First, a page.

Discerning a call for another theological space?

I do not know how many times the question has come up for me over the last decade.  Which question?  “What do you plan to do with THAT?”  The topic in question?  My area of study.  Often times this question is raised merely in a pragmatic sense.  As a husband and father of two, people want to know how the study of theology will open employment opportunities for me.  This question seems particularly pointed since I left the practice of law in order to pursue this degree and career path.  Often, I join in asking that question.  What WILL I do with this degree?  Does it make good practical sense as a married lay person to pursue this path as a career and what does it really mean to be a theologian anyway?

It is those very questions, and various forms of them, that I think is even advanced by this blog.  As it says in the very first post:

…our aim here is faith seeking understanding in everyday life.  We hope to examine questions and issues that pertain to the role of theology in the daily life of the Body of Christ.  Our topics might range from pop culture to politics, liturgy to dialogue, economics to ecclesiology.  No matter the focus, our goal will always be to contribute in a meaningful way to the broader conversation in the contemporary Catholic and Christian context.

In a special way, we hope this conversation will involve not only those who work in ministry and academia, but all of the baptized; indeed, any who are interested are encouraged to join.”

Buried in that initial post are certain assumptions about what theology is, how it relates to the everyday, who is involved and where it is done.  In thinking about those assumptions, I again was reminded of those initial questions raised at the beginning of this post.

Those questions seem to be on the minds of quite a number of people including those who are involved in this blog.  Amanda in her first post alludes to some of these concerns obliquely when she spoke of how she “knew that martyrdom on the altar of academia does not a holy person make.”  I could be reading into that phrase more than what is there but it seems to be that under that statement by Amanda there are questions regarding the relationship between theology, the academy, the church, a holy life, career and vocation.  Katie, in her compelling first post that raised the question of vocation directly, pursued these lines of thought even further.  (These topics have also appeared on other blogs I follow.  In the last few days these questions are being asked from many different angles.  See a wonderful reflection by Bridget that raises the issue of the relationship between ministry and academic theology.  My friend Meghan also eloquently discusses how theology, vocation and ethics came together for her in a powerful way.)  These posts make me wonder:  If one feels called to be a theologian — must one be in the academy?  Must we publish or perish or we aren’t really theologians?  What good is theology in the “real world” anyway?  It is these types of questions that are really buried underneath the original question asked of me.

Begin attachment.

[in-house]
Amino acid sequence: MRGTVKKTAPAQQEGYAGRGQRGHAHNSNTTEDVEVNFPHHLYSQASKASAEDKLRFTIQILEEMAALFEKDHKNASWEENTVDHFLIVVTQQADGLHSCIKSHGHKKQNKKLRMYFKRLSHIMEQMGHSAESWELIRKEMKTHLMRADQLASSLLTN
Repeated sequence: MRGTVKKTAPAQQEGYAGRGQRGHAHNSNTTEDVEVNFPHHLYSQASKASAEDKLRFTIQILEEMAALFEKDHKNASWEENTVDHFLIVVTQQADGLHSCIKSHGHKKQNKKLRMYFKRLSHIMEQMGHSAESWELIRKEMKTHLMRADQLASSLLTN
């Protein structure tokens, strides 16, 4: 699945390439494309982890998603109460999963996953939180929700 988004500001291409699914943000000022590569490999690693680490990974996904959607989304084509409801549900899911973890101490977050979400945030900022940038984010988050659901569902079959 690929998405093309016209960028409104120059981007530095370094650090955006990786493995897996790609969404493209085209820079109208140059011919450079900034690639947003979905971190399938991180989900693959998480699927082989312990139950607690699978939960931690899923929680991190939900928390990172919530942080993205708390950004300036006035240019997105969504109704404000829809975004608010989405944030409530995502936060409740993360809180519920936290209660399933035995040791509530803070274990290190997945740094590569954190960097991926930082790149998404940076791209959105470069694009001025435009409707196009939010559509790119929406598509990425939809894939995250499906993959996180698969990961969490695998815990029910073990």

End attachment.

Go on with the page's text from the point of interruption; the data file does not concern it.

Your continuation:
These questions have been raised in many circles and in many different ways.  There are too many examples in various places but recently I have revisited a couple of powerful reminders.  In his brilliant book Discerning the Mystery, Andrew Louth wonders about the nature of theology.  In attempting to raise discussion rather than assume assent on the topic, Louth’s book is “written out of a consciousness of division in modern theology, and beyond that in the life of the Church.” (pg xi.) He then discusses various aspects of division he sees in theology due to the nature of our very fragmented culture as a whole.  Without rehearsing his whole argument, it suffices to say for my purposes here that at issue is that Louth thinks that theology is really only unified in the idea of “living the mystery – the idea that theology is not just perception of, but response to, the mystery of God in Christ.” (pg xiv.)  In his 1998 book Mystical Theology:  The Integrity of Spirituality and Theology, Mark McIntosh looks at some of the questions I am raising when he analyzes the split between theology and spirituality.  In his work, he wishes to raise the possibility of renewed conversation between spirituality and theology while making an argument for the renewal of classical “mystical theology”.  Michael Himes in his book Doing the Truth in Love also wants to talk about how service and theology go hand in hand for all of us.  What good is theology in the “real world”?  He asks: